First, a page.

Primitive Reflexes

A photo of a baby in tummy timeIn my world, lots of people are talking about primitive reflex integration. Reflex integration is the process that causes reflexes we have developed in utero to gradually extinguish. This is supposed to happen as they are replaced by coordinated, voluntary movements. When it doesn’t go well, we see sensory and developmental problems for older babies, children and adults. Repairing reflex integration failure can make huge quality-of-life improvements for children and adults who have these issues. Let’s look at the Rooting Reflex. When a baby’s cheek is touched they turn their head toward the touch and open their mouths. If that touch came from a nipple, they are on-track to get fed. If an adult turns their head and opens their mouth every time their cheek gets touched, it’s a problem. The reflex is supposed to be temporary.

Lately, I’ve become more interested in the question of what happens when the primitive reflexes never develop optimally in the first place. We’re back to the Rooting Reflex. If this reflex is absent or weak, it makes feeding harder for a baby. The parent has to assume part of what normally would be the baby’s role in order to get the baby fed.

What happens when the reflexes are established, but don’t have the opportunity to stimulate muscle development and strengthening due to fetal constraint? In the case of the Rooting Reflex, it may be present, but for a baby who couldn’t, for example, turn their head to the left in utero, the muscles that should turn the head to the left are weak after birth. This baby would have harder time feeding at the parent’s right breast.

If you want to learn more about primitive reflex development, I give a simple description in this article. The reflexes, themselves, are responsible for strengthening babies’ muscles in utero. More importantly, it endows babies with the skills they need to get born and survive life on the outside while they are learning to voluntarily move their bodies. One important part of a newborn exam conducted by a midwife, doctor or nurse is to touch babies in certain ways to licit these reflexes. If they are absent or abnormal, further investigation is warranted.

Really, the only reason we have brains is to move our bodies. All necessary elements for life require movement. There are no exceptions to this rule.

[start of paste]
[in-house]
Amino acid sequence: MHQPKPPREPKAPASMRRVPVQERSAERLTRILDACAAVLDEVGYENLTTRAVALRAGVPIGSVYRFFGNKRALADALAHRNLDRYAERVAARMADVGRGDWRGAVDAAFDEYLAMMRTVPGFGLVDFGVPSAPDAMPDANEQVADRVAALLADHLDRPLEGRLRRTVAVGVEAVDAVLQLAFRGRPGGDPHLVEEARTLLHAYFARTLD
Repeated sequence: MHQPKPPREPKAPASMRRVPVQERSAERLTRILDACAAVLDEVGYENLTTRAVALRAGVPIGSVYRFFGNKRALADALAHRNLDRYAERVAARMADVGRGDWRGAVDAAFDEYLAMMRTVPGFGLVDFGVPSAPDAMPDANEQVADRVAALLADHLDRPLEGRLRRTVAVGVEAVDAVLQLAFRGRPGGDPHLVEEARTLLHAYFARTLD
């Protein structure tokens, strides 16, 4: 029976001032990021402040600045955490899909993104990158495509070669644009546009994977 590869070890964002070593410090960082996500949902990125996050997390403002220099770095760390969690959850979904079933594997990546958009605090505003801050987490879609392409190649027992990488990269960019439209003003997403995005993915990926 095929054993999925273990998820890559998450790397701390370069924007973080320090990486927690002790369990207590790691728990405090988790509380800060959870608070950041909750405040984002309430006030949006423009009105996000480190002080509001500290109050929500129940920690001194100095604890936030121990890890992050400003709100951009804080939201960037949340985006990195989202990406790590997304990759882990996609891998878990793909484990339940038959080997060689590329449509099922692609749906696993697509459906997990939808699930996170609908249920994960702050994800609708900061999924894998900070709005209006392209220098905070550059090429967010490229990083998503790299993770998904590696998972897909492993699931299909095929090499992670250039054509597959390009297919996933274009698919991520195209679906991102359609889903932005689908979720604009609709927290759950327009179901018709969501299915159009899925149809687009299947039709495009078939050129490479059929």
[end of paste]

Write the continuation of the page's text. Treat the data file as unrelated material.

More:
I discuss and demonstrate primitive reflexes at work in this video called Infant Unwinding.

Cranial Nerve Dysfunction

A photo of a crying newbornCranial nerves emerge from the brain stem. They are responsible for sensation, function and movement of certain body parts – especially in the head and neck. They affect posture, tongue function, vision, eye movements, sense of smell, hearing, digestion and sense of taste. The muscles that drive suck/swallow/breathe coordination depend on appropriate cranial nerve function. Cranial nerves also stimulate facial expression and vocalization — the primary tools of social engagement.

Cranial nerve dysfunction is associated with asymmetries. Sometimes this happens when a baby is stuck in utero — especially for a long time in an asymmetrical position. It can also happen if the baby has a rough birth, which, of course, can be caused by fetal constraint.

When fetal constraint affects the cranial base, it can compress cranial nerves. This may inhibit normal sensations, movement and function. Compromised cranial nerves will ultimately cause more asymmetries in the body. Here’s an example: A baby has cranial base compression that affects spinal accessory nerve on one side. This causes weakness in certain neck muscles on that side. Consequently, the baby is born with a head turning preference. Over time, the body will compensate in the opposite direction in order to keep the eyes level and straight ahead. This causes another imbalance.

Cranial nerve dysfunction causes autonomic nervous system and emotional dysregulation. These frequently-upset babies seem to be RAW. Their response to typical stimulation is way beyond what we would expect. The baby in this picture is having emotional regulation issues.